About Autumnal Equinox
The word equinox comes from the Latin words aequus, meaning “equal,” and nox, meaning “night.”
The sun rises exactly in the east and sets exactly in the west on this day, making day and night equal in length. From this day forward, the sun crosses over the equator to the Southern Hemisphere, meaning it rises and sets in the Southern Hemisphere, meaning that the days will begin to become shorter than nights in the Northern Hemisphere, heralding the arrival of Autumn.
Traditions of Autumnal Equinox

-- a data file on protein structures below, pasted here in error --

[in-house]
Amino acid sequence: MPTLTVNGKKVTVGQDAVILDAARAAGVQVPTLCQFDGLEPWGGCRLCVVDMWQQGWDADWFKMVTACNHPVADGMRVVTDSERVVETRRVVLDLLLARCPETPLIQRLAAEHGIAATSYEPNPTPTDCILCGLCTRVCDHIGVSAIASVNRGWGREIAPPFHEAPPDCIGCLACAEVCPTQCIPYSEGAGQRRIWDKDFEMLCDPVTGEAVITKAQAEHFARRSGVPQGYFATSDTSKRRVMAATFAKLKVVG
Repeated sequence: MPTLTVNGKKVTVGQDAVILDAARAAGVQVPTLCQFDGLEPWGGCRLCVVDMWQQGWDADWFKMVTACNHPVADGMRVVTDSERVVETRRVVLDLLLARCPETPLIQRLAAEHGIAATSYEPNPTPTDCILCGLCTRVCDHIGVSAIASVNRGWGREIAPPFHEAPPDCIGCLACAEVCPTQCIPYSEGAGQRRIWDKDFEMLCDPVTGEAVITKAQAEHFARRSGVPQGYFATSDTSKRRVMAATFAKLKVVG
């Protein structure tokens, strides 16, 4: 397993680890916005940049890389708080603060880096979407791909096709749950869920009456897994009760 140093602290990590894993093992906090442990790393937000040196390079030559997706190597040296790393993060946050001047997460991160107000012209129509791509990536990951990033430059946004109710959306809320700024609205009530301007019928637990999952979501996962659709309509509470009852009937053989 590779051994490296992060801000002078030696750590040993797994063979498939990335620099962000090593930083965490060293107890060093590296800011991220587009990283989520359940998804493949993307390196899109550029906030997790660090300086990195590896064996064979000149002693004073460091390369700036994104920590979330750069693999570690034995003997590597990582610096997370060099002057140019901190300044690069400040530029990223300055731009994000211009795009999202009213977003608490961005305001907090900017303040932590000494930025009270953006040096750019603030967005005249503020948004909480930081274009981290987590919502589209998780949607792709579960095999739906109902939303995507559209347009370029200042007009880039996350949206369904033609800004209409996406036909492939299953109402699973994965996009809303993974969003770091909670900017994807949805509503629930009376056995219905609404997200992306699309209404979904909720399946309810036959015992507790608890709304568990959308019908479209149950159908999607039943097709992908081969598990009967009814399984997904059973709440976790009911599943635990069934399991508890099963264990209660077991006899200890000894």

All around the world, the fall equinox has weaved its way into our cultures and traditions.
In Greek mythology, the fall equinox marks the return of the goddess Persephone to the underworld for three months, where she is reunited with her husband, Hades.
Great Britain's harvest festivals have their roots in the autumn equinox dating back to pagan times.
In Japan, Autumnal Equinox Day is a national holiday. In Japanese, it's known as Shubun no Hi (秋分の日), according to Office Holidays. The roots of the celebration are thought to go back to Shintoism and Buddhism.Find out more